Experiential is all the rage among marketers these days. But how do you choose when to try an experiential activation? How do you build it? And then, of course, how do you measure it?
A few weeks ago, Muse put those questions to a group of top creative marketing execs working in television, at the first-ever Clio Entertainment Forum in Los Angeles. The theme of the hourlong panel was "World Building: Bringing TV Shows Off the Screen and Into Fans' Lives." The four panelists were (from left):
• Justin Manfredi, SVP of Marketing, AMC Networks
• Monica Austin, Director of Global Creative and Social Marketing, Originals, Netflix
• Steven Cardwell, Director of Program Marketing and Marketing Strategy, HBO
• Shawn Silverman, SVP of Brand Marketing and Events, Comedy Central + Paramount Network + TV Land
Below, we've condensed some of their thoughts from the discussion, which touched on four campaigns specifically: "SXSWestworld" for HBO's Westworld; "Ruth's Alternative Caring" for Netflix's Disjointed; "The Donald J. Trump Presidential Twitter Library" for Comedy Central; and "Walkers in New York" for AMC's The Walking Dead.
What experiential can do that other marketing can't
• Justin Manfredi, AMC: It takes what we do, day in and day out, and brings it to life in a very real and tangible way that people can touch and feel. The content we produce has an incredible amount of fandom around it. To be able to bring that to fans on a day-to-day basis and have them interact with your shows, your properties, your franchises, I think is pretty pretty epic and amazing.
• Monica Austin, Netflix: It's become something where you can actually see its ROI more directly. The signals were always there, that fans want to engage with your content. They want to experience and touch and feel it and show their fandom through these experiences. But I think it's become more of a relevant tactic over the last couple of years, as we see social sharing and that behavior continue to grow. I think of it not as a must-have, but for the right property, for the right audience, it's a really strong tactic if you get it right.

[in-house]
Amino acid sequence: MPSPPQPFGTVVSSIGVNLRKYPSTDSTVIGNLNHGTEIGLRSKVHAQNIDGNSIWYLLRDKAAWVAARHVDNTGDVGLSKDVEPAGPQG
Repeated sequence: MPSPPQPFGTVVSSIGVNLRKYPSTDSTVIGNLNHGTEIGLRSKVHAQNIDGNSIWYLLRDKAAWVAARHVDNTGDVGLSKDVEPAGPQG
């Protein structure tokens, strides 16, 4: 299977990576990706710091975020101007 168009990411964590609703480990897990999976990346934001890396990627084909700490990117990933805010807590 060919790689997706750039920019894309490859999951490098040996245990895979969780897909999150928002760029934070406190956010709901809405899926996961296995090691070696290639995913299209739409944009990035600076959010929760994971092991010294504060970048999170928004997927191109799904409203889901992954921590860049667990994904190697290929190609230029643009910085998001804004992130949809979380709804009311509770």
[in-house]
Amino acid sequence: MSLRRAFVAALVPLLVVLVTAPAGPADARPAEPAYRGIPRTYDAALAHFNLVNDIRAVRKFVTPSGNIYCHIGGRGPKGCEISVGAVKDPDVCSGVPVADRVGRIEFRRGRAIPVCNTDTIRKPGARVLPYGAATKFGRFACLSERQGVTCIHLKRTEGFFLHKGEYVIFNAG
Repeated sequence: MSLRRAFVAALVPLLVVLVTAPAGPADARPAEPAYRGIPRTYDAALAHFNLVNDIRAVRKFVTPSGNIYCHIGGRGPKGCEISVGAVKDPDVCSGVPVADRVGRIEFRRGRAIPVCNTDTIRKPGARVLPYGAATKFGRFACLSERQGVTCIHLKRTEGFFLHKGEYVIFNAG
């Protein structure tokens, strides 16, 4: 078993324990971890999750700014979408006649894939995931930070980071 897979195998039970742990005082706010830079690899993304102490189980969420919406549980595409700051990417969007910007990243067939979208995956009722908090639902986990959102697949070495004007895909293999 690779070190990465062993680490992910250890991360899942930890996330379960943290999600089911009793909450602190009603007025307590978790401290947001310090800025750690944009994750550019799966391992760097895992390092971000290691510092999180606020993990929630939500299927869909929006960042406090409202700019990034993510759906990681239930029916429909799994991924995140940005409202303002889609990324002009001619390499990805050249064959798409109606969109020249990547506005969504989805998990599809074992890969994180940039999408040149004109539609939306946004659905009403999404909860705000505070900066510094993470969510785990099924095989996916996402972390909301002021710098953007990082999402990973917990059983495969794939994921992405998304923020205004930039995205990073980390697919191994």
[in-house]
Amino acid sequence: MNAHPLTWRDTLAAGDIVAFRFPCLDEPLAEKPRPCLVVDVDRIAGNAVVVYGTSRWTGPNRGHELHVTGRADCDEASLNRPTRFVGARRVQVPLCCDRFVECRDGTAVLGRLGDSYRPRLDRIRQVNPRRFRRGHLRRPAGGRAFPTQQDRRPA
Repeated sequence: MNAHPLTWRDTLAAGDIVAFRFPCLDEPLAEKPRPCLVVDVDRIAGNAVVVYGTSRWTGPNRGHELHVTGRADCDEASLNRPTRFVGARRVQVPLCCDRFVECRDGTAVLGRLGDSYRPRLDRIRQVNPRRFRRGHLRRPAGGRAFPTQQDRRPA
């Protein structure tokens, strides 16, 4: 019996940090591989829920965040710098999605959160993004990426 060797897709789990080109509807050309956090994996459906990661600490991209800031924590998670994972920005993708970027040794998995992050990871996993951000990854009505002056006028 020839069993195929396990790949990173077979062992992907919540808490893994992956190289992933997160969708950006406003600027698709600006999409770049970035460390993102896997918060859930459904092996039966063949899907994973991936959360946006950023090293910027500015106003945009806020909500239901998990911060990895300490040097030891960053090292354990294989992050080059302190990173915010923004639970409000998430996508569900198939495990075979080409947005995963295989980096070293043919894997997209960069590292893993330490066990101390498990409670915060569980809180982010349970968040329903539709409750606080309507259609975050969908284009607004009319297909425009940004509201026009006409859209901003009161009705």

• Steven Cardwell, HBO: An episode of TV is finite—it's 30 minutes, 60 minutes. There's a limited amount of time you have to tell a story. What I love about experiential is that you have an opportunity to extend a storyline, to explore something that the writers didn't have a chance to get to, especially when you're talking about shows with deep mythology. You have a lot more runway to immerse fans into the content and let them be a part of the show.
• Shawn Silverman, Comedy Central: My first project at Comedy Central years ago was bringing the town of South Park to life at Comic-Con. It's always been in our DNA. It's got to be the right brand at the right time at the right place. I also look at it as a reward for the fans.
How HBO made 'SXSWestworld'
• Steven Cardwell, HBO:
We wanted to replicate what it would be like to actually go to Westworld. It was a really good opportunity for us to approach it from the point of view of the marketers of the company that built Westworld, rather than HBO. We didn't have an HBO logo on anything. All the marketing for it was done in-world. We had out-of-home ads, TV spots running all over Austin, enticing people to come visit.
There's a temptation in experiential to lean into virtual reality, augmented reality, especially at a place like SXSW, which is built on tech. We wanted to take a completely opposite approach and do something without any tech. The most high-tech thing we had was a DVD player on the bus. Everything was human and personal, because that's what Westworld is. You're not supposed to be able to distinguish between the hosts and the machines. It felt like a natural integration, and I think that authenticity is why it was successful.
The fun thing was watching people experience it. There wasn't a guided tour. One of our hosts on the show says to William when he's arriving, "Half the fun of Westworld is figuring out how it works." That quote speaks to the idea that this was such a mindfuck of a social experiment. People took on a very voyeuristic attitude when they got into the park, but their guard went down and they started to realize they could have conversations with the actors. Fans of the show realized there was a lot of fertile ground that we were laying, Easter eggs and hints for what was coming up in the next season.
One of my favorite things was listening, on the bus rides back, to people comparing notes for what they did, structures they went into, people they talked to. Everyone had a completely different experience. We personalized letters for every person who entered the park. It sent them down a little rabbit hole for things to look out for, guests to talk to, that were teasing, tangentially, what was going on in the series itself.